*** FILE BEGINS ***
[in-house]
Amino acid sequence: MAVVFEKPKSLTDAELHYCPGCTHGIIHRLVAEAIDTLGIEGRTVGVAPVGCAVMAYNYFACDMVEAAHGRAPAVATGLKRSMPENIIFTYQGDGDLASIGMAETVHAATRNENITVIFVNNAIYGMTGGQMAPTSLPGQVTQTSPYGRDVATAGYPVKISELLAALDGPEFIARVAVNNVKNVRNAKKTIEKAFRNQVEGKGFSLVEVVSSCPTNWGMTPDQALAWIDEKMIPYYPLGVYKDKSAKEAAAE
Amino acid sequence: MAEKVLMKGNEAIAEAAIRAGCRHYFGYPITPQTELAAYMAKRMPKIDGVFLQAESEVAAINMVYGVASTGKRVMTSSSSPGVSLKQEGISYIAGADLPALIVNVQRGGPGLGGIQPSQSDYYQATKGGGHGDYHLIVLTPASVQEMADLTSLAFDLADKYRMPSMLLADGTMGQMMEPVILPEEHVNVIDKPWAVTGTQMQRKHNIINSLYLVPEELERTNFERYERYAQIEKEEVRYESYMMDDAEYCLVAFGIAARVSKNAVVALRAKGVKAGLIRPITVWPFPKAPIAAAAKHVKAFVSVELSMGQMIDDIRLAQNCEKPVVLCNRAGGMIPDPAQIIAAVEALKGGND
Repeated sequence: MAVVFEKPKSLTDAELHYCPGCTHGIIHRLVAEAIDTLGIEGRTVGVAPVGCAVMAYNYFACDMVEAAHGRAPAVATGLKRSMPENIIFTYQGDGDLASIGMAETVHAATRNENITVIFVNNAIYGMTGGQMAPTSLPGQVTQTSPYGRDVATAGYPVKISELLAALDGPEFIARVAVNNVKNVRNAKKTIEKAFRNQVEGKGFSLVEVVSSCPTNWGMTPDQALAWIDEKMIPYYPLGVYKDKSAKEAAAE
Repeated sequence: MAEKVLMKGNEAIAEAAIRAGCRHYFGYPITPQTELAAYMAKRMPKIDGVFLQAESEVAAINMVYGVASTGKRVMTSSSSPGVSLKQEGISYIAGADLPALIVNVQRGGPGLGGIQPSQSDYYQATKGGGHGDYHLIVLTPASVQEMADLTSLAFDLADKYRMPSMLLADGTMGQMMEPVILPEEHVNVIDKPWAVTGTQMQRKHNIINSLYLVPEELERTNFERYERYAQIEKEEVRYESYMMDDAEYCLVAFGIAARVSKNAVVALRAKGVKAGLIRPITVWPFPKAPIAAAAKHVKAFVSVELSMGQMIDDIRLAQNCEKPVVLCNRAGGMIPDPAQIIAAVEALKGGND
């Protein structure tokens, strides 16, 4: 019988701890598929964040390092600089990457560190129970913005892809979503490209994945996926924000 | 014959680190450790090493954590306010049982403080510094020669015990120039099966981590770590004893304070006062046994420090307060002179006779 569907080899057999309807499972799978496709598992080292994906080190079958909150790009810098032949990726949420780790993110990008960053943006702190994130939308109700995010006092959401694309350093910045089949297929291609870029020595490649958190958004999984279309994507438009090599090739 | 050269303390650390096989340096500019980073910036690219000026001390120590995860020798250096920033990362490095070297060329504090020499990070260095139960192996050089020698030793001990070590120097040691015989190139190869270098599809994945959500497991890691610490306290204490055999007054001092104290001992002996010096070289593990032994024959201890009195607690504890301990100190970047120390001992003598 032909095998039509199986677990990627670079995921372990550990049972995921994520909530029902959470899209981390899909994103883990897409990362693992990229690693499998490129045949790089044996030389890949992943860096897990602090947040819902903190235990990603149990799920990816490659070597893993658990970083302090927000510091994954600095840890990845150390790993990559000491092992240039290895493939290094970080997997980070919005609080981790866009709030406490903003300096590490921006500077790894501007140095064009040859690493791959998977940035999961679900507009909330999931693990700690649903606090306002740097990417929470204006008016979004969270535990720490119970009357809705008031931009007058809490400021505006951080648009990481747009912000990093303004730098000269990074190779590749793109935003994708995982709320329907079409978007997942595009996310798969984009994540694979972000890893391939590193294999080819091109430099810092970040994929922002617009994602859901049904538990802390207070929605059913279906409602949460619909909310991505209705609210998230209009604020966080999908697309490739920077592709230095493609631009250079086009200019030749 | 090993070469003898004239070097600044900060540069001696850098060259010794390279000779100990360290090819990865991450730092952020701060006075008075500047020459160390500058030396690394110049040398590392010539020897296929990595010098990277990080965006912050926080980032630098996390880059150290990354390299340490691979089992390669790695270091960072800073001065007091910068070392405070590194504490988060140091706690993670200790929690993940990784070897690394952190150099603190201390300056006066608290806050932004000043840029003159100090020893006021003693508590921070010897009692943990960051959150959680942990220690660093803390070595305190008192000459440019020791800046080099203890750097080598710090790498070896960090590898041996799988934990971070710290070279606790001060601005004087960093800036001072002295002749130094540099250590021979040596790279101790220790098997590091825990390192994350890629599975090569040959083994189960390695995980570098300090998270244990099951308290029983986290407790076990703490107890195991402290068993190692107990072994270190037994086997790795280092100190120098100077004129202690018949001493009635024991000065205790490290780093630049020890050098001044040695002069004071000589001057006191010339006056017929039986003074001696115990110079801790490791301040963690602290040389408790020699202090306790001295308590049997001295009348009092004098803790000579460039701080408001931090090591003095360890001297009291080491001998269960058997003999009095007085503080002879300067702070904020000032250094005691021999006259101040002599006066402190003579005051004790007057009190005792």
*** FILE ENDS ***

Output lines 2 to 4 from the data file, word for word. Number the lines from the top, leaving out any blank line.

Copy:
Amino acid sequence: MAVVFEKPKSLTDAELHYCPGCTHGIIHRLVAEAIDTLGIEGRTVGVAPVGCAVMAYNYFACDMVEAAHGRAPAVATGLKRSMPENIIFTYQGDGDLASIGMAETVHAATRNENITVIFVNNAIYGMTGGQMAPTSLPGQVTQTSPYGRDVATAGYPVKISELLAALDGPEFIARVAVNNVKNVRNAKKTIEKAFRNQVEGKGFSLVEVVSSCPTNWGMTPDQALAWIDEKMIPYYPLGVYKDKSAKEAAAE
Amino acid sequence: MAEKVLMKGNEAIAEAAIRAGCRHYFGYPITPQTELAAYMAKRMPKIDGVFLQAESEVAAINMVYGVASTGKRVMTSSSSPGVSLKQEGISYIAGADLPALIVNVQRGGPGLGGIQPSQSDYYQATKGGGHGDYHLIVLTPASVQEMADLTSLAFDLADKYRMPSMLLADGTMGQMMEPVILPEEHVNVIDKPWAVTGTQMQRKHNIINSLYLVPEELERTNFERYERYAQIEKEEVRYESYMMDDAEYCLVAFGIAARVSKNAVVALRAKGVKAGLIRPITVWPFPKAPIAAAAKHVKAFVSVELSMGQMIDDIRLAQNCEKPVVLCNRAGGMIPDPAQIIAAVEALKGGND
Repeated sequence: MAVVFEKPKSLTDAELHYCPGCTHGIIHRLVAEAIDTLGIEGRTVGVAPVGCAVMAYNYFACDMVEAAHGRAPAVATGLKRSMPENIIFTYQGDGDLASIGMAETVHAATRNENITVIFVNNAIYGMTGGQMAPTSLPGQVTQTSPYGRDVATAGYPVKISELLAALDGPEFIARVAVNNVKNVRNAKKTIEKAFRNQVEGKGFSLVEVVSSCPTNWGMTPDQALAWIDEKMIPYYPLGVYKDKSAKEAAAE